Times of moral certainty carry an inherent danger. When the opposing view is so clearly demarcated and our own cause seems just, it is easy to forget that our consensus hides contradictions that contributed to the situation in the first place.
What happened in Jawaharlal Nehru University (JNU) on 9 February 2016 and how those events have unfolded since, suggest that we are living in just such a time. It takes extreme stupidity to react to a bunch of students shouting any slogans within a university campus. Worse has been said before, without damage to the republic. But we now have a ruling party that, unable to deliver on poll promises, finds itself looking for symbolism to bail itself out from electoral disaster. In doing so, it is only serving the larger interests of its parent organisation, the Rashtriya Swayamsevak Sangh (RSS). The RSS sees things not in terms of an election or two over a year, but in terms of how the country changes over decades. Its eventual aim is to subvert the very Constitutional arrangement that defines our republic.
Under these circumstances, not only is the choice to resist by speaking against what is taking place easily made, perhaps it is even forced. But it cannot lead us to conclusions that disregard what we have learnt in the recent past. Around me, I hear liberals voice the need to see the Congress strengthen itself to lead the resistance against this government. This is a party—still led by the inept Rahul Gandhi—which gives pride of place to people such as Kamal Nath, who are complicit in the mass murder of 1984. This is a party embroiled in corruption that hastened Modi’s ascent to power through its ineptitude in the first place. Principled protests today cannot regress into recreating the dangers we seem to have left behind.
Just as the country is cleaved by strong opinion, so is the media. A large part of the electronic media, ranging from ZEE TV to Times Now, have taken on the same garb of national interest that the Bharatiya Janata Party has donned. Others—from electronic, digital and print media—have opposed this by pointing out that this witch-hunt of a few students depends on meagre if not concocted evidence and only serves the politics of the ruling party. For my part I think the choice before us is simple, our job is to speak truth to power, not speak a concocted truth on behalf of power.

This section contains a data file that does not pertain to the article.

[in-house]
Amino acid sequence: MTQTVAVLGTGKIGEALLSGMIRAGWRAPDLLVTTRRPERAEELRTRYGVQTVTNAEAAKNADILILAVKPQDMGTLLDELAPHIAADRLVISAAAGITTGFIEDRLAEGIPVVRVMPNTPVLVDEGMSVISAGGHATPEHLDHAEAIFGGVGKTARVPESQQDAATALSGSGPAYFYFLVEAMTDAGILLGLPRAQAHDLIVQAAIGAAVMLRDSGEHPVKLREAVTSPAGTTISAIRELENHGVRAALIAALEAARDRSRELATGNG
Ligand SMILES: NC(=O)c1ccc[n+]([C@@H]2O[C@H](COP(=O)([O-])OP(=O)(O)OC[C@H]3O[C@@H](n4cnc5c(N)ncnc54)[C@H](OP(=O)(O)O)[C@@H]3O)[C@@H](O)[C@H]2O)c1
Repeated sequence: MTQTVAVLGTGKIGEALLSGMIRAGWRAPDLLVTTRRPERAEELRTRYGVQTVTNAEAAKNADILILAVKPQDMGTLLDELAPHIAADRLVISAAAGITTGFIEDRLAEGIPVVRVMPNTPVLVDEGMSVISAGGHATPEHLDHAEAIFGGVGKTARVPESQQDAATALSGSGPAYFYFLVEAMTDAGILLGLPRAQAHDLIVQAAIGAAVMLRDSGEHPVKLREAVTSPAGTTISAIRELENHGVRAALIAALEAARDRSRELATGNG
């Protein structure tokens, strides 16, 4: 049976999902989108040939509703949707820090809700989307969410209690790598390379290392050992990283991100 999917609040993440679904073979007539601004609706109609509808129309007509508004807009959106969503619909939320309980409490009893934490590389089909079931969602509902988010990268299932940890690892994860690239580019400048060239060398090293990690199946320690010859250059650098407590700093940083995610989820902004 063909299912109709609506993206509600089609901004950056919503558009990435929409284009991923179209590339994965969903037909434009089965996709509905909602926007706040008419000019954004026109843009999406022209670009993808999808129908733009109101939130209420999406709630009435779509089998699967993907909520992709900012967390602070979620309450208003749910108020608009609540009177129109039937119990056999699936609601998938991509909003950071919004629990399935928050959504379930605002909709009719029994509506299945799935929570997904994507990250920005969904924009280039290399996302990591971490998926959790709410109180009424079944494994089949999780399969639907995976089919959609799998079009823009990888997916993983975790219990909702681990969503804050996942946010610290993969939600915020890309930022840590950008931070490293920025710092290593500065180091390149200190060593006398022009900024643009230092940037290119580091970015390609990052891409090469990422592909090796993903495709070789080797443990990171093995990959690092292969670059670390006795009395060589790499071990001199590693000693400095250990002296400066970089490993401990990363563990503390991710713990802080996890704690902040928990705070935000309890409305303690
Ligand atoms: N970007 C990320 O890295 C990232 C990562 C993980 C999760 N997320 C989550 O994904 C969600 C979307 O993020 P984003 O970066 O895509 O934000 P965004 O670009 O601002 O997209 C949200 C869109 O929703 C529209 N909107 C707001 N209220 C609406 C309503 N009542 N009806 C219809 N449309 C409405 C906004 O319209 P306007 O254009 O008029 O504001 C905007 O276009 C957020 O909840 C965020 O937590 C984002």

This internal debate is personified in the larger-than-life figure of Arnab Goswami, the editor-in-chief of Times Now and ET Now. I have appeared on Times Now for over five years as a panelist. My appearances stopped barely two months ago when I refused to moderate my views about Arun Jaitley—the finance and information and broadcasting minister of India—for the channel. Over these five years, my reaction to Times Now has ranged from admiration to disgust. Its exaggerated theatrics notwithstanding, the channel spoke truth to power when the United Progressive Alliance was at the centre. It took on the ruling alliance in ways that were new, given the cozy relationship between that dispensation and journalists such as Barkha Dutt—a consulting editor with NDTV—as exemplified by the Radia Tapes. In the run-up to the 2014 elections, I was disturbed by the apparent contradiction between Goswami’s aggressive and admirable interview of Rahul Gandhi and the soft touch that was apparent in his interview of Narendra Modi. But much of this apprehension was allayed when the channel took on Rajasthan Chief Minister Vasundhra Raje and External Affairs Minister Sushma Swaraj over Lalit Modi’s revelations in June 2015.